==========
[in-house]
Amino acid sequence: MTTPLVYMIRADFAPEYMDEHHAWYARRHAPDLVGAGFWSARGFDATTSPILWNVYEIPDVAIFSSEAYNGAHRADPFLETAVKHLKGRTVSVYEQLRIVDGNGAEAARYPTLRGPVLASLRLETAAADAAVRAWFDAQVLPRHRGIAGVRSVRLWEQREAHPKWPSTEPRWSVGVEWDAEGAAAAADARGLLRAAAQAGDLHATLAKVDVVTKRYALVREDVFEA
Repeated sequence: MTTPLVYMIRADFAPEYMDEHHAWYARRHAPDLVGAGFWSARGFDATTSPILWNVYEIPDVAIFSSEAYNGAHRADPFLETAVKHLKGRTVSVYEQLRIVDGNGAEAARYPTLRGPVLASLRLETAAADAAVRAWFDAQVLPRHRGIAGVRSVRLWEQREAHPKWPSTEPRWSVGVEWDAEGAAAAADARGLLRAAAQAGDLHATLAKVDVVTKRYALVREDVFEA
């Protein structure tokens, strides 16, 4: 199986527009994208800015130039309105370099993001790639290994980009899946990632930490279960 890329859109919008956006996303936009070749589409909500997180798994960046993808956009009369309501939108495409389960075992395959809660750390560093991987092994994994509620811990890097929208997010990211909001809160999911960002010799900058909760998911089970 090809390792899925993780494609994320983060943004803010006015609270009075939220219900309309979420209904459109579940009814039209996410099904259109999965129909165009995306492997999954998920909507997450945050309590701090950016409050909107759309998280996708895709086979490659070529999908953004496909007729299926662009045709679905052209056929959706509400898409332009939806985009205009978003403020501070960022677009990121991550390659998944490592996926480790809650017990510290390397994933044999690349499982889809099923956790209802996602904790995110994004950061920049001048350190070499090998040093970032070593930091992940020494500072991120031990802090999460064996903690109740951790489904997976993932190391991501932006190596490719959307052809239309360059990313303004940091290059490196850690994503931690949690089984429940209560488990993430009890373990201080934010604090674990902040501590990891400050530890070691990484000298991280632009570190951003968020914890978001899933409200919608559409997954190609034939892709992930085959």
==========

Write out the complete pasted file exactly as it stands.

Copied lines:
[in-house]
Amino acid sequence: MTTPLVYMIRADFAPEYMDEHHAWYARRHAPDLVGAGFWSARGFDATTSPILWNVYEIPDVAIFSSEAYNGAHRADPFLETAVKHLKGRTVSVYEQLRIVDGNGAEAARYPTLRGPVLASLRLETAAADAAVRAWFDAQVLPRHRGIAGVRSVRLWEQREAHPKWPSTEPRWSVGVEWDAEGAAAAADARGLLRAAAQAGDLHATLAKVDVVTKRYALVREDVFEA
Repeated sequence: MTTPLVYMIRADFAPEYMDEHHAWYARRHAPDLVGAGFWSARGFDATTSPILWNVYEIPDVAIFSSEAYNGAHRADPFLETAVKHLKGRTVSVYEQLRIVDGNGAEAARYPTLRGPVLASLRLETAAADAAVRAWFDAQVLPRHRGIAGVRSVRLWEQREAHPKWPSTEPRWSVGVEWDAEGAAAAADARGLLRAAAQAGDLHATLAKVDVVTKRYALVREDVFEA
């Protein structure tokens, strides 16, 4: 199986527009994208800015130039309105370099993001790639290994980009899946990632930490279960 890329859109919008956006996303936009070749589409909500997180798994960046993808956009009369309501939108495409389960075992395959809660750390560093991987092994994994509620811990890097929208997010990211909001809160999911960002010799900058909760998911089970 090809390792899925993780494609994320983060943004803010006015609270009075939220219900309309979420209904459109579940009814039209996410099904259109999965129909165009995306492997999954998920909507997450945050309590701090950016409050909107759309998280996708895709086979490659070529999908953004496909007729299926662009045709679905052209056929959706509400898409332009939806985009205009978003403020501070960022677009990121991550390659998944490592996926480790809650017990510290390397994933044999690349499982889809099923956790209802996602904790995110994004950061920049001048350190070499090998040093970032070593930091992940020494500072991120031990802090999460064996903690109740951790489904997976993932190391991501932006190596490719959307052809239309360059990313303004940091290059490196850690994503931690949690089984429940209560488990993430009890373990201080934010604090674990902040501590990891400050530890070691990484000298991280632009570190951003968020914890978001899933409200919608559409997954190609034939892709992930085959």